Oregon Convention Center

Coordinates: 45°31′42″N 122°39′47″W / 45.5283°N 122.6631°W / 45.5283; -122.6631
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Oregon Convention Center
Oregon Convention Center is located in Portland, Oregon
Oregon Convention Center
Location in Portland
General information
LocationPortland, Oregon
Address777 NE Martin Luther King Boulevard
Coordinates45°31′42″N 122°39′47″W / 45.5283°N 122.6631°W / 45.5283; -122.6631
Construction started1987–1988
Height63 m (207 ft)
Technical details
Floor count4
Floor areaapprox. 1,000,000 sq ft (93,000 m2)
Design and construction
Architecture firmZimmer Gunsul Frasca

The Oregon Convention Center is a convention center in Portland, Oregon. Completed in 1989[1] and opened in 1990,[2] it is located on the east side of the Willamette River in the Lloyd District neighborhood. It is best known for the twin spire towers, which provide light into the building's interior and for housing the world's largest[3] Foucault pendulum. The center is owned by Metro, the Portland area's regional government, and operated by the Metropolitan Exposition and Recreation Commission, a subsidiary of Metro.

The building was designed by the architectural firm of Zimmer Gunsul Frasca Architects (ZGF). It is the largest convention center in Oregon, at nearly 1 million square feet (93,000 m2). The complex includes 255,000 square feet (23,700 m2) of exhibit space. It features the largest ballroom in the City of Portland at 35,000 square feet (3,300 m2). The original building was built in the late 1980s, opened in 1990,[4] and was expanded in 2003. ZGF was also involved in designing the expansion.[5] More recently, the building has become known for upward illuminating the twin spires yearly on September 11 in memorial of the events of 9/11.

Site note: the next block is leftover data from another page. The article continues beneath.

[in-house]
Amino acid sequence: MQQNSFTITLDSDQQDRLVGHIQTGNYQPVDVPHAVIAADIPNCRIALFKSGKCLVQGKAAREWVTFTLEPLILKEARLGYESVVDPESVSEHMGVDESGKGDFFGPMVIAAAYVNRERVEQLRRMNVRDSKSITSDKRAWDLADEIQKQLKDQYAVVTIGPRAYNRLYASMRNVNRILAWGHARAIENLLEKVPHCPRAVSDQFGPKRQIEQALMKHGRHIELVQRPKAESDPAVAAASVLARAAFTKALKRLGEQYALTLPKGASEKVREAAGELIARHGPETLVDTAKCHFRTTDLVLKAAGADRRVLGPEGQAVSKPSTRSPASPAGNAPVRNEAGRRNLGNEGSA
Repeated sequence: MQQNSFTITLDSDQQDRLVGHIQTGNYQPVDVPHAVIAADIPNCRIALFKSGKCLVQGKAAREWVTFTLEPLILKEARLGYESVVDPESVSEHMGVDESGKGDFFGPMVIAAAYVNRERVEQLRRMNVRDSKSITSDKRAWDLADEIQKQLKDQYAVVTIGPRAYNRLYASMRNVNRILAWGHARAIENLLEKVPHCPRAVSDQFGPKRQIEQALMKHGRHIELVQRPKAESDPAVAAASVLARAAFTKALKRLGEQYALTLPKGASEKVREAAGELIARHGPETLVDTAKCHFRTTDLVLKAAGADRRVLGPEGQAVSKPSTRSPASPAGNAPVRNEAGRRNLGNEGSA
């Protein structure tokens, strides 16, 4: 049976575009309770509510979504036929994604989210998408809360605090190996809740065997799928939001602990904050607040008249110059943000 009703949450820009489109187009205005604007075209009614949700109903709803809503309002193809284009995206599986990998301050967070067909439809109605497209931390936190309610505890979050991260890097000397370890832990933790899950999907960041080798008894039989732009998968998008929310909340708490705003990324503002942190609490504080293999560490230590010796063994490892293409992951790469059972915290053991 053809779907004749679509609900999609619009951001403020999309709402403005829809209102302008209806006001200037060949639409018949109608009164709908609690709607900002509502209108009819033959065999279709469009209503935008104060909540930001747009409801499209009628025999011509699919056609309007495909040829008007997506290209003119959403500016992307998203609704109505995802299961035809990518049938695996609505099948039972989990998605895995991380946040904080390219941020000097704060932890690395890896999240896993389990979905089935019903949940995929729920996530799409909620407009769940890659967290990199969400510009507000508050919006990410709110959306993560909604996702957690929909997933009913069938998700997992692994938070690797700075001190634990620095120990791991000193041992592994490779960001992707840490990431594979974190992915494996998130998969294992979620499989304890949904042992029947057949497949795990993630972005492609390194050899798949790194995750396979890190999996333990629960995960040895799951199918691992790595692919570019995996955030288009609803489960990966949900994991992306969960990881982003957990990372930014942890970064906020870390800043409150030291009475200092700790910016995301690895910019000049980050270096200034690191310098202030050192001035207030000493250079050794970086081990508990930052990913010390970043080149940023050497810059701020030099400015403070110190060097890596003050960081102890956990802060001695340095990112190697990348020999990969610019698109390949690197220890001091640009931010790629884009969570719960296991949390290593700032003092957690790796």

Oregon Convention Center in 2007

The convention center has a focus on sustainability. It was the first existing one to receive the highest, platinum rating in the U.S. Green Building Council's LEED certification program and is the only one to have it for operations and maintenance. A 6,500-panel solar array provides about 25 percent of the electricity used, and is the second largest one on a convention center in the country. The remaining electricity and gas usage is offset with renewable energy credits. In addition, a rain garden filters run off from the roof before it reaches waterways. A waste diversion policy is also in effect, requiring a deposit from large events and banning certain non-recyclable items. Reusable materials and surplus food is donated to local non-profits.[6][7]

The region's light rail system, TriMet's MAX, serves the center with a station on Holladay Street. The Portland Streetcar system began serving the center in 2012, with the opening of a new line called the CL Line; this was renamed the Loop Service in 2015. TriMet bus route 6 also serves the facility.

The building and grounds also have an extensive set of public art, with works from over two dozen mainly Pacific Northwest artists. The collection includes paintings, plaques, glass and ceramic tiles, sconces, mosaics, bells, and parts of a large Douglas fir. Each of the towers has a focal point artwork, with a colorful 40-foot-long Chinese dragon boat suspended in the east tower, and Principia by Jones/Ginzel, a dramatic Foucault pendulum hanging over a gilded halo of rays and an inlaid fantasy solar system in the floor of the north tower.[citation needed]

Construction on a 30,000-square-foot (2,800 m2), full-block "outdoor plaza" facility for convention-related activities started in 2011 across the street from the center, to the east.[8] The plaza, known as the Oregon Convention Center Plaza, opened in January 2012.[9]